South Africa has recorded a decline in rhino poaching for the third consecutive year, environmental affairs minister Nomvula Mokonyane said today.
She said significant progress had been made with the implementation of the Integrated Strategic Management of Rhinoceros plan, covering the period January 1 to December 31, 2018.
“As a result, 2018 recorded a decrease in rhino poaching incidents to 769, making it the third consecutive year that South Africa has seen a decline in rhino poaching, particularly in the national parks. This is a decrease of 259 rhinos compared to 2017 when 1 028 rhinos were killed for their horns. It is also the first time in five years that the annual figure is under 1,000,” said Mokonyane in a statement today.
The Integrated Strategic Management of Rhinoceros approach was adopted by cabinet in 2014 and draws together the work of the department of environmental affairs together with the justice, crime prevention and security (JCPS) cluster departments and agencies.
“The decline is not only indicative of the successful implementation of the Integrated Strategic Management of Rhinoceros Approach countrywide, but also a confirmation of the commitment and dedication of the men and women working at the coalface to save the species,” said Mokonyane.
A total of 421 rhinos were poached in the Kruger National Park, 16.5% less than the 504 poached in 2017, and one was poached at the Marakhele National Park.
From January 1 to December 31, 2018, a total of 365 alleged rhino poachers and 36 alleged rhino horn traffickers were arrested nationally. A total of 229 alleged poachers were arrested inside and adjacent to the Kruger National Park, 40 more than the 189 arrested in 2017.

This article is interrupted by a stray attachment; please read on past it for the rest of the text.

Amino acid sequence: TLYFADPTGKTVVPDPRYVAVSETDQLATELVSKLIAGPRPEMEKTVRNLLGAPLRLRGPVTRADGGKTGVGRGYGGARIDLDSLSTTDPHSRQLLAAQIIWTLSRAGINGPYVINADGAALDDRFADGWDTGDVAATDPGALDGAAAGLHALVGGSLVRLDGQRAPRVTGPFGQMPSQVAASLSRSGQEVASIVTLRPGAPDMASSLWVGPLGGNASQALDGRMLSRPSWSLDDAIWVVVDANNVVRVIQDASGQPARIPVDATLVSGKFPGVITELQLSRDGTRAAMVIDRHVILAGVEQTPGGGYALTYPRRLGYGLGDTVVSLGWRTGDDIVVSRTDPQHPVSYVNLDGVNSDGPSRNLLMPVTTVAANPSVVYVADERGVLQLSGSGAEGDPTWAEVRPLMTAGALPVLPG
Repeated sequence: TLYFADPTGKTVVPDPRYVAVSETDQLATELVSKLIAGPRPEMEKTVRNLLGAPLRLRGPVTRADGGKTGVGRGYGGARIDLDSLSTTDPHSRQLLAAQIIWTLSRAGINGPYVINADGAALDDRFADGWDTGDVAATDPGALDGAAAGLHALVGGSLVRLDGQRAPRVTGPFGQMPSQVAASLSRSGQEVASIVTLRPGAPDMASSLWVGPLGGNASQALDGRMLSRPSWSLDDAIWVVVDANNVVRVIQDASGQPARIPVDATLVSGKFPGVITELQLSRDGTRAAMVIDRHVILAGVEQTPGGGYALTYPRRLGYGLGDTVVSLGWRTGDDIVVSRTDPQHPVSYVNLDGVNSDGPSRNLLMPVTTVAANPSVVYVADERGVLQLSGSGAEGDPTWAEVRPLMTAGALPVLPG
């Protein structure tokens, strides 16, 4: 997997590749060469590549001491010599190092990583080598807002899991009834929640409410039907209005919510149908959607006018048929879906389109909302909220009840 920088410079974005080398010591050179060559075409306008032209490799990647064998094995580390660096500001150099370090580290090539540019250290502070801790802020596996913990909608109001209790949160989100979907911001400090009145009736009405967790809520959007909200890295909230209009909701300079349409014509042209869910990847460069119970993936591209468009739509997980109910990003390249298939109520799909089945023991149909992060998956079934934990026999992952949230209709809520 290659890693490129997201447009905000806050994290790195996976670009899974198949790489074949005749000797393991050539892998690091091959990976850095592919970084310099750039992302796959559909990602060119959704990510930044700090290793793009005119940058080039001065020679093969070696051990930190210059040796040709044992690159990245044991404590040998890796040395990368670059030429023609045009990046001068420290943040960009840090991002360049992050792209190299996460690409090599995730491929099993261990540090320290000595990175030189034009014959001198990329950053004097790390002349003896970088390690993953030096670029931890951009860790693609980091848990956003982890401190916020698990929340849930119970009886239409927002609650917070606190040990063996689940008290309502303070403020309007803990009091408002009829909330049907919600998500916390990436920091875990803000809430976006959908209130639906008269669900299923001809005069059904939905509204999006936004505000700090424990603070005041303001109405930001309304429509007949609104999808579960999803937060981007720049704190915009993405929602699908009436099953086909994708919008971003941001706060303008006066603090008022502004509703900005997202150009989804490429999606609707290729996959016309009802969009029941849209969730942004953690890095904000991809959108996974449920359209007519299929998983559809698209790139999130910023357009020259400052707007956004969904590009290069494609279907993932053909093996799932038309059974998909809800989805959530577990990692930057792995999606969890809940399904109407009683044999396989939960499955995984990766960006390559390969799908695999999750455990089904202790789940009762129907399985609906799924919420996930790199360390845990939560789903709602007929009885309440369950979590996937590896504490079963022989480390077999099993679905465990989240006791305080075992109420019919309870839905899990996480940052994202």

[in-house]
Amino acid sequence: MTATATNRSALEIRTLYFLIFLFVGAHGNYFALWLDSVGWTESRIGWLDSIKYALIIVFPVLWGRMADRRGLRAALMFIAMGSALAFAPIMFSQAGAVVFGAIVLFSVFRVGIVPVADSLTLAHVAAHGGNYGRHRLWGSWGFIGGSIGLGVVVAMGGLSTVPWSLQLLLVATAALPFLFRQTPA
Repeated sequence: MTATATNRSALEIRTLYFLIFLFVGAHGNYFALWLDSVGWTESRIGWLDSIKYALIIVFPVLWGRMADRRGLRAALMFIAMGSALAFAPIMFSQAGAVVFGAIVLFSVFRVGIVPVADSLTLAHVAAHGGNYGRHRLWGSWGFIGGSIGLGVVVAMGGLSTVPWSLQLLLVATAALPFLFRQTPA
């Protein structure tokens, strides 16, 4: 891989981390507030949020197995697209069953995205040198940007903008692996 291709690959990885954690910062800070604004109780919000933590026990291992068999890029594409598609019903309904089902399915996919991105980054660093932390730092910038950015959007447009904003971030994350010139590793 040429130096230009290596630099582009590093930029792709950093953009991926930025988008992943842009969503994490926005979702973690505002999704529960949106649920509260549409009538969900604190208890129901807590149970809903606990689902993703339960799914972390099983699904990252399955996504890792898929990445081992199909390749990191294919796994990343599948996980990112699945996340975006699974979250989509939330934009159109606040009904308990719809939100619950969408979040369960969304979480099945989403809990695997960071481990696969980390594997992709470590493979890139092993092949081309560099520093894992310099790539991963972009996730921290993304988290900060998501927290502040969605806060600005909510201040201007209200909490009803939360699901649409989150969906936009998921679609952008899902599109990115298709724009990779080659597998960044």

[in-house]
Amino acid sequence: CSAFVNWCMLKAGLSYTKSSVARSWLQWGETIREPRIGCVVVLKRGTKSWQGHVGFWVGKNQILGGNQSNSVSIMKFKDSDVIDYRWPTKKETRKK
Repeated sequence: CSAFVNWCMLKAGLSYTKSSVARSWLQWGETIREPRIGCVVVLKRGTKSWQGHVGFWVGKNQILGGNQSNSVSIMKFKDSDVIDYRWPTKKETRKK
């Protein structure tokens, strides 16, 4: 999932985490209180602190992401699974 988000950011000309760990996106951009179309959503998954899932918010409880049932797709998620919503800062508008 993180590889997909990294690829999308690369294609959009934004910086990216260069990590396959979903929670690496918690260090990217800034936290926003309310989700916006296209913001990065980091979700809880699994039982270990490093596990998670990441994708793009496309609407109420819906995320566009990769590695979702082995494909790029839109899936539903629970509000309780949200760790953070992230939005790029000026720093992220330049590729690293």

There are currently 318 rhino poaching-related cases on the court roll involving 645 accused and 897 charges. Of these cases, 275 are trial-ready.
From January to December 2018, the National Prosecuting Authority (NPA) obtained convictions in 78 of the 82 cases that went to trial. This represents a 95.1% conviction rate. The 78 cases involved 135 accused, all of whom were convicted of rhino poaching and related matters. This translated into sentences of over 500 years’ imprisonment in respect of the guilty verdicts, said the minister.
It was “regrettable” that elephant poaching was on the increase, she said.
A total of 71 elephants were poached in the Kruger National Park between January 1 and December 31, 2018.
“Specific risk areas have been identified and strategies to address the threat are being adapted and implemented. One elephant was killed in KwaZulu-Natal, which brings the total for South Africa to 72 elephants for 2018.
South Africa continued to engage with countries where rhino horn seizures took place, said the minister, in order to request that samples of the horn DNA be sent home for analysis in line with the Convention on International Trade in Endangered Species (CITES) resolutions.
“This enables us to link these seized horns to poaching cases and live rhino or rhino horn stockpiles, thus providing key information to further support investigations and understand transit routes.”
Members of the public should report any suspicious activities around wildlife to the department’s environmental crime hotline on 0800 205 005 or contact the police on 10111.